Grandpa Pencil's
Australian Colonial
Intelligence

7

Defence in Australasia to 1896

Records drawn from a statistical account of the seven colonies of Australasia 1895 - 1896, T. A. Coghlan

In all of the colonies a small permanent military force, consisting for the most part of artillery and submarine miners, is maintained.

The colonists of Australasia have always manifested an objection to the maintenance of a standing army, and a disposition to rely mainly on the patriotism and valour of the citizens for their defence.

But each colony possesses a more or less complete system of fortifications, armed with expensive ordnance which requires a more regular and constant attendance than could well be bestowed by those who devote only a portion of their time to military affairs.

Hence it has been found advisable to institute the small permanent forces alluded to, whose chief duty it is to man the fortifications and keep the valuable armaments therein in a state of efficiency, so as to be ready for any emergency.

At the same time it is expected that they will prove the nucleus for an effective defence force if ever hostilities should unfortunately occur.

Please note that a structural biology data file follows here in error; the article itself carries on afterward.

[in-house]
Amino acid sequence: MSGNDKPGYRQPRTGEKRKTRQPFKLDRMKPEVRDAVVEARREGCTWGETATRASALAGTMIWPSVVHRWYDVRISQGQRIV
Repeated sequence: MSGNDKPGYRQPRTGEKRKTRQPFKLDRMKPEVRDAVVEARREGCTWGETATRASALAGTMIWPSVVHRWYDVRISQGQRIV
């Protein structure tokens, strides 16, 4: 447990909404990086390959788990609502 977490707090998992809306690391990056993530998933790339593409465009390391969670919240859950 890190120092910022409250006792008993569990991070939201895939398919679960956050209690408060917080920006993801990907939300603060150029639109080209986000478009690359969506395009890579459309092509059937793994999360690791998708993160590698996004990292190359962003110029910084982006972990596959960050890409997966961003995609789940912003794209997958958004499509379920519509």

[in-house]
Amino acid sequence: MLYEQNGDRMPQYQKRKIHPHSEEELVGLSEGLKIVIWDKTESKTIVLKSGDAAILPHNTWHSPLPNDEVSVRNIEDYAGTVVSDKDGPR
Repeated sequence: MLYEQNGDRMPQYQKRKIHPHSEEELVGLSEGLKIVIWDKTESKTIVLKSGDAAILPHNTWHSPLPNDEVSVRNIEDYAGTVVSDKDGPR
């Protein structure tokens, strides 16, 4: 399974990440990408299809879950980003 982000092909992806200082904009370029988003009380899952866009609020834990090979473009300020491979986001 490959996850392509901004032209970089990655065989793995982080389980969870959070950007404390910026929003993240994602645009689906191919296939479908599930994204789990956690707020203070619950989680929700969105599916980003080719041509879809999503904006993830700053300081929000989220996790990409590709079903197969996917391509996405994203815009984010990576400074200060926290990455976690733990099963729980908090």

The greater portion of the Australian forces, however, consists of volunteers enrolled under a system of partial payment, which affords an effective defence force without the disadvantages and expense of a standing army.

The men receive payment according to the number of parades and night drills they attend, in order to compensate them for loss of wages during the time they are away from their employment for the purposes of receiving military instruction.

The remuneration varies in the different colonies, the New South Wales scale being 8s for each whole day parade, 4s for a half day parade and 2s for a night drill.
(Note: 1s is one shilling or the equivalent of 10 cents)

There has been a marked tendency in most of the colonies to discourage the services of those who are purely volunteers, as the system was found to work unsatisfactorily, especially in the country districts.

In New Zealand and Western Australia alone is the volunteer system the mainstay of defence.

The following table shows the strength of the military forces maintained by each colony. The figures refer to the end of the year 1894 with the exception of the colony of Victoria, which refer to the first of July, 1895

 

colony
Full
paid
Part
paid
Un
paid
Total
force

N.S.W

635
4089
840
5564

Victoria

334
2917
3650
6901

Queensland

130
1806
1504
3440

S. Aust.

22
1187
824
2033

W. Aust

36
0
740
776

Tasmania

14
408
989
1411

N. Z.

215
0
4172
4387

Total

1386
10407
12719
24512



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